A member of the Facebook oversight board that upheld the ban against former President Donald Trump on Wednesday – while also ordering a new review – is ready to hold "Facebook's feet to the fire" and make the social media giant a "little bit less loaded" in political ideology.
"There are Democrats who think that Facebook leans and supports conservatives, and was responsible in large part for Donald Trump's election," Stanford law professor Michael McConnell, a member of the Facebook oversight board, told Wednesday's "Rob Schmitt Tonight" on Newsmax TV. "Everybody has their own point of view on this, and the problem is that Facebook, they're so standard less. They operate in such a way with so little transparency that there is no control on them.
"Now, the point of the Facebook oversight board is to try to bring some consistency, including ideological consistency, to this operation. I don't defend Facebook. That's not my job. That's not my point.
"My point is the oversee Facebook and try to make things a little bit less arbitrary and a little bit less loaded."
The oversight board decided Wednesday morning to uphold the site's ban on Trump's account, but it also ordered a new review of the "indefinite suspension" to take place within 6 months, leaving the door open slightly for reinstatement.
McConnell rebuked Facebook for tossing the "hot potato" to the board instead of dealing with it on its own.
"They acted under the under real emergency circumstances," McConnell told host Rob Schmitt. "They took down some posts, they announced that they would continue the suspension for what they said was indefinitely, but at least 2 weeks.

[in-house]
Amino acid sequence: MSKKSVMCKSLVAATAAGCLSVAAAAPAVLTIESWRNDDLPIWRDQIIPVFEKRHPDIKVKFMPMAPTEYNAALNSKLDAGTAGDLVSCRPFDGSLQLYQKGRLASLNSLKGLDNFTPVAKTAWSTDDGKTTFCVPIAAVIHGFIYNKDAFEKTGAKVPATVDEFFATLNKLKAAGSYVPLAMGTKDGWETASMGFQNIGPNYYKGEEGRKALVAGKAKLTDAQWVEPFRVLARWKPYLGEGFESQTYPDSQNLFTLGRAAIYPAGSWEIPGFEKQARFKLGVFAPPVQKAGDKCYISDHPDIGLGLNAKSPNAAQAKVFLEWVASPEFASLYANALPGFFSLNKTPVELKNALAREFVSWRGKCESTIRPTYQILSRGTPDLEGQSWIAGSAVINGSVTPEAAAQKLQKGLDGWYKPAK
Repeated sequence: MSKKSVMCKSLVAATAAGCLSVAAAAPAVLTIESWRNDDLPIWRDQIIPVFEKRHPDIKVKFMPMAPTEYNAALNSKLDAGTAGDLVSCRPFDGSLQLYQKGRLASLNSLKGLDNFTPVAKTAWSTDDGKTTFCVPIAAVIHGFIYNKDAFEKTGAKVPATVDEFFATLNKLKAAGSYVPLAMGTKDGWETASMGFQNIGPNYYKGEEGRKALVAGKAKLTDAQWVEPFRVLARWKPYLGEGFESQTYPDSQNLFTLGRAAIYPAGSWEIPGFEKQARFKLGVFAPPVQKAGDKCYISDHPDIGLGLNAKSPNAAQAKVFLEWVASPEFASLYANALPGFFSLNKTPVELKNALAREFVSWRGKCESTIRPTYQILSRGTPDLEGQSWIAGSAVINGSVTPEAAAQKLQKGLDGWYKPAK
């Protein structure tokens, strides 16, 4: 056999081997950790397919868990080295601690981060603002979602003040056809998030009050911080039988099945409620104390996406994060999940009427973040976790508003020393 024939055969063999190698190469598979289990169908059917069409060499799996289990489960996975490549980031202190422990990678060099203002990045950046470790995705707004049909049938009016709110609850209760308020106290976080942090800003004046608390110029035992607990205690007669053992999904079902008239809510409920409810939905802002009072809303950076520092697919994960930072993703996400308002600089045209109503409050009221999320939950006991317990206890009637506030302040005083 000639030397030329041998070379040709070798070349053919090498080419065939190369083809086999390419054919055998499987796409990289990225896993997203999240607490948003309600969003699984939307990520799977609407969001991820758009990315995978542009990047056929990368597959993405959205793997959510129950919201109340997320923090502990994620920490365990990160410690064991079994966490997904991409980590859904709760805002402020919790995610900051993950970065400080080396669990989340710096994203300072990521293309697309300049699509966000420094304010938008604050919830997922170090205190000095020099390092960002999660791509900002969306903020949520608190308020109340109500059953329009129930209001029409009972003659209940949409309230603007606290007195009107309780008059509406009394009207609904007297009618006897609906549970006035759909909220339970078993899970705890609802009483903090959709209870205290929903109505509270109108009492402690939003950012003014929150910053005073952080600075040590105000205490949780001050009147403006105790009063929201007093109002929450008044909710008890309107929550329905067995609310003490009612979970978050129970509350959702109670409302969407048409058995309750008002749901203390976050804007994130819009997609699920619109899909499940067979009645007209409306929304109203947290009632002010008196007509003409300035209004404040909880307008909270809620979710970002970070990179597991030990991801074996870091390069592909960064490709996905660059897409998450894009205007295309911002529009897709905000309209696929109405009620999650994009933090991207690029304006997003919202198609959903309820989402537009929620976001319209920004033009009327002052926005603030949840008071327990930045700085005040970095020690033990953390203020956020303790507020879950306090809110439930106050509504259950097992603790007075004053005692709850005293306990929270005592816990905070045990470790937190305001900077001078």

"But what if that sound like to you? That sounds to me as if within about 2 weeks, they would consider what the future would bring.
"Instead of that, they just – without any further consideration – kept him off the platform and tossed the hot potato to the oversight board, hoping, I think, that we would take the heat; that we would make the decision for them.
"But that is not our job. We're not appointed to be content moderators or Internet cops. Our job is to hold Facebook's feet to the fire and make sure that they apply their rules in a transparent, clear fashion, and that they rewrite the rule in a way that enhances clarity so that users know where they are."
As critical as McConnell was of Facebook, he did give it credit for permitting what he believes is a truly independent oversight board.
"So Facebook initiated this," McConnell said. "This is the Facebook project, but what they realized is that they lack credibility, rightly so, and it's important for them to have an independent overseer.
"And so they appointed a bunch of people who are no patsies for Facebook. I mean, there are major people who their entire careers have been criticizing Facebook, on this board, and we're not answerable to them. They are not the ones who pay us. It is true that they set the thing up, but they set it up to be independent."
Earlier Wednesday, McConnell admitted to Schmitt in a phone interview that Facebook has been operating in a partisan manner.
"The problem is when you don't do not have clarity, consistency, and transparency, there's no way to know," McConnell said. "And certainly many people in the United States and around the world strongly suspect that Facebook is behaving in a partisan manner."
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